At least one image processing method is automatically selected for processing at least one of the plurality of digital images for inclusion in the image enhanced product based upon the determined visual impact characteristic for the image enhanceable product 100 and the determined printing map. (Step 88) In one embodiment, this can be done by logically associating each possible visual impact characteristic with a set of at least one image processing method. For example, the visual impact characteristics of Table I can be logically associated with particular sets of visual impact characteristics as follows:

TABLE I
Non-Limiting Example of Desired Visual Impact Information
Options Image Processing
Rustic Sepia or Black & White Processing
Contemporary High Gamma,
Urban Heavy Contrast Black & White, Image Sharpening
Warm Image Softening, De-emphasize lowlights, yellow
Baby Image Softening, Skin Tone Processing
Family Skin Tone Processing, image cropping to faces
Backlit High Gamma Processing, record on transparency
Flip Images Process multiple images for use in single window to
so that different images are viewable through a lens
system. Used where printing map provides a single
window but user places multiple images in the window.
Three Process multiple images for use in single window to
Dimensional so a scene image is viewable through a lens system
having apparent stereoscopic effects. Used where printing
map provides a window that a user intentionally
associates a plurality of images

At least one of the digital images is then processed in accordance with the automatically selected image processing method to form an automatically processed image for recording in one of the windows of the image enhanced product (step 90) and at least some of the digital images including the automatically processed image are provided on the tangible surface according to the printing map in a form that can be used to create the image enhanced output product (step 92). In certain embodiments, this can involve recording the images directly onto a tangible surface that is integral to the output product, however, in other cases such as the where tangible surface 30 is separable from image enhanceable output product, the image enhanceable output product can be printed on a tangible medium 30 in a manner that allows tangible surface to be assembled into or otherwise physically associated with image enhanceable item 100.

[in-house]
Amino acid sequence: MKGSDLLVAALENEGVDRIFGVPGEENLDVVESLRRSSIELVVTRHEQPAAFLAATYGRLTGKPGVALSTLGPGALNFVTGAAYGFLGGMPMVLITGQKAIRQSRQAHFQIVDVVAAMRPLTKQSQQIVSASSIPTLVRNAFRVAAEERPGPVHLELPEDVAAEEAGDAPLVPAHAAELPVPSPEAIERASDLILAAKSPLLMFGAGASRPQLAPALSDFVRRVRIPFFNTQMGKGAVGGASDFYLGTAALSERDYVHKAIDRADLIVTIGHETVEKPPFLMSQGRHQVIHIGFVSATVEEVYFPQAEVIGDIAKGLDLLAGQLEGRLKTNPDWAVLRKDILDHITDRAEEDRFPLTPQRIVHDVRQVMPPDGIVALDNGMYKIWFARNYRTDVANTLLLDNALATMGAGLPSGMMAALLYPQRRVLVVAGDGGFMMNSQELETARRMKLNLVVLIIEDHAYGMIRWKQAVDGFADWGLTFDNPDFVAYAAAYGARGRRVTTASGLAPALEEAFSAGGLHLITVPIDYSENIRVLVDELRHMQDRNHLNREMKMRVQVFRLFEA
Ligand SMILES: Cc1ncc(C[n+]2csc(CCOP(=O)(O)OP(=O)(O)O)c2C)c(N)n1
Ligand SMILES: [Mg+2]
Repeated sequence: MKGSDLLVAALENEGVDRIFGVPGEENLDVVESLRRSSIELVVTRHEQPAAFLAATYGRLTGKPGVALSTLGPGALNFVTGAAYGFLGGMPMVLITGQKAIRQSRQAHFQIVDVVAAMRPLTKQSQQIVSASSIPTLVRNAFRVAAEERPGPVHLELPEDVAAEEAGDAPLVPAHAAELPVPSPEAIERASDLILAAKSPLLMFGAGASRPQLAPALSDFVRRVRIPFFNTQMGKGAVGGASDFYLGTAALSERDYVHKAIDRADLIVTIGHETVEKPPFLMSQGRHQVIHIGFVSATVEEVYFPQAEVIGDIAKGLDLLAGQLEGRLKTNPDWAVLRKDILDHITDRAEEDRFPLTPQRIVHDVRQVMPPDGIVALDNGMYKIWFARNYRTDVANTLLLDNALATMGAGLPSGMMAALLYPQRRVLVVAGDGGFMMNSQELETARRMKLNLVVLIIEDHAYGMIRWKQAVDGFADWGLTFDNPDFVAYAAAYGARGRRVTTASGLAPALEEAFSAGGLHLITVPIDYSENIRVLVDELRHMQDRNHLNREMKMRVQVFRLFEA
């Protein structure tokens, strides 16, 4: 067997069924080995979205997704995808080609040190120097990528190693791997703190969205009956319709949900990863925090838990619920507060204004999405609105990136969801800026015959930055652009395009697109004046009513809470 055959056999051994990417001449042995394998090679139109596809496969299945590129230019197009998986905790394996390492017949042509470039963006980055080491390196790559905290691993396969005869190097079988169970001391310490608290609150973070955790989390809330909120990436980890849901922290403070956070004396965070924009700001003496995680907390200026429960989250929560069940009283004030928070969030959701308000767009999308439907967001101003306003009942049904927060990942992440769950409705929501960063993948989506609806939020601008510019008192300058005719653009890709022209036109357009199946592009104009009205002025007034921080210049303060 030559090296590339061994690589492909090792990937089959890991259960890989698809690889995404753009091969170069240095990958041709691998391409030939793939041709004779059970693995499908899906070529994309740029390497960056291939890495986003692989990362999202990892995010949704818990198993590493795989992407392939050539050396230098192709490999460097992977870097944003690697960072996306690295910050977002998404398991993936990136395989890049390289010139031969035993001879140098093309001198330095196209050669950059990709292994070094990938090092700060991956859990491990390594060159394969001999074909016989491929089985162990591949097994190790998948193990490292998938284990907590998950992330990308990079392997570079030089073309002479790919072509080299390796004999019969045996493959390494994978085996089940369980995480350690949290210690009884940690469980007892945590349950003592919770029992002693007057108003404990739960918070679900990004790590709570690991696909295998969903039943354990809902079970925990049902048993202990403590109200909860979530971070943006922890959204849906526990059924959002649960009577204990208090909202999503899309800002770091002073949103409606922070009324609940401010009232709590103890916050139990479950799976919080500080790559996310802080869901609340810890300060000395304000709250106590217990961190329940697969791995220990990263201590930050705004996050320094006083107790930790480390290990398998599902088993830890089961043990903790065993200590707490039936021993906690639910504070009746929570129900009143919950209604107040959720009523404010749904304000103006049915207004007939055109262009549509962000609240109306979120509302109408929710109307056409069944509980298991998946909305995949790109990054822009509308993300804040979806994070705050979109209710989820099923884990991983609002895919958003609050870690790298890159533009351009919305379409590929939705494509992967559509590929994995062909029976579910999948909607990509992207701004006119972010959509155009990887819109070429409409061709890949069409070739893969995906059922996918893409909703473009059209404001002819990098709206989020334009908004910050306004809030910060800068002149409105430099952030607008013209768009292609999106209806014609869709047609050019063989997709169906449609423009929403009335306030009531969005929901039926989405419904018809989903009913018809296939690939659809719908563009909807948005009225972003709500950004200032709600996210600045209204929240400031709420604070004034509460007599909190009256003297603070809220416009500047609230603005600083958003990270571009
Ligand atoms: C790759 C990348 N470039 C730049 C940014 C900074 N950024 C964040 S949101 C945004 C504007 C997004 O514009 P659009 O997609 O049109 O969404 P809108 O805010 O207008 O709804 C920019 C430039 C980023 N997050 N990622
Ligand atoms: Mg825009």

Such subsequent assembly steps can involve simply recording the images on a an optional step of forming an image enhanced output product can be performed to provide an optional step of assembly tangible surface 30 to image enhanceable item 100. Any other operations that are necessary to enable completion of an image enhanced output product are reflected in the optional step of forming an image enabled output product shown in FIG. 3 (step 94).

It will be appreciated that, in other embodiments, additional factors can be considered in determining the visual impact characteristic (step 86), in determining an image processing method based upon the visual impact characteristic (step 88) or performing the determining image processing (step 90). For example, a single image enhanceable item 100 is potentially capable of being associated with more than one type of visual impact characteristic, as for example, a tote bag 150 of FIG. 6, can have one type of visual impact characteristic for athletic use as opposed to academic use. In another example, an individual visual impact characteristic can be associated with any of a number of image processing steps, and the additional factors can be used to select between individual ones of the image processing steps, to determine an emphasis between individual image processing steps and to help to selectively omit particular image processing steps or to add additional image processing steps. Alternatively, such additional factors can be used to influence the way in which image processing steps that have been selected based upon the visual impact, characteristics are executed, such as by adjusting the intensity of other characteristics of such changes.

In one embodiment, system 20 is adapted to allow user 72 to make a manual entry of a preference that will impact the selection of the visual impact characteristic

In another embodiment, an emotional context can also be manually entered by a user 72 that can be used in forming the image enhanced output product 108. Table II provides a non-limiting example of emotional context information that can be supplied by a user 72.

TABLE II
Non Limiting Examples of Emotional Context
Emotional Context
HAPPY
SERIOUS
PROFESSIONAL
FUN
ACTIVE
RESTIVE

Such emotional context information can be associated with particular image processing steps that can supplement, supplant or modify image processing steps that are identified based upon the visual impact characteristic in step 86. Table III shows some examples of this.

TABLE III
Non Limiting Examples of Emotional Context & Image Processing
Emotional Context Image Processing
HAPPY Emphasis on Faces, image highlights.
SERIOUS Darkening, emphasis on low light
PROFESSIONAL Image Sharpening
FUN Emphasis on oversized images and unusual
window shapes, unnatural image
modifications (i.e. coloring book, fisheye)
ACTIVE Emphasize or create motion blur, crop to
active poses.
RESTIVE Emphasize neutral tones, mid-range, reduce
gamma.

In still another example of the use of additional information, the step of automatically selecting at least one image processing method for processing at least one of the plurality of digital images for inclusion in the image enhanced product (step 88) can further include the steps of extracting portions of an image that depict a subject of the image, wherein said subject is identified based upon the identification of an event. The event identification can be manual, with a user of system 20 using user input system 26 to select an event from a menu of events provided by system 20. Each event is associated with rules for identifying subject areas that are depicted in the selected set of images.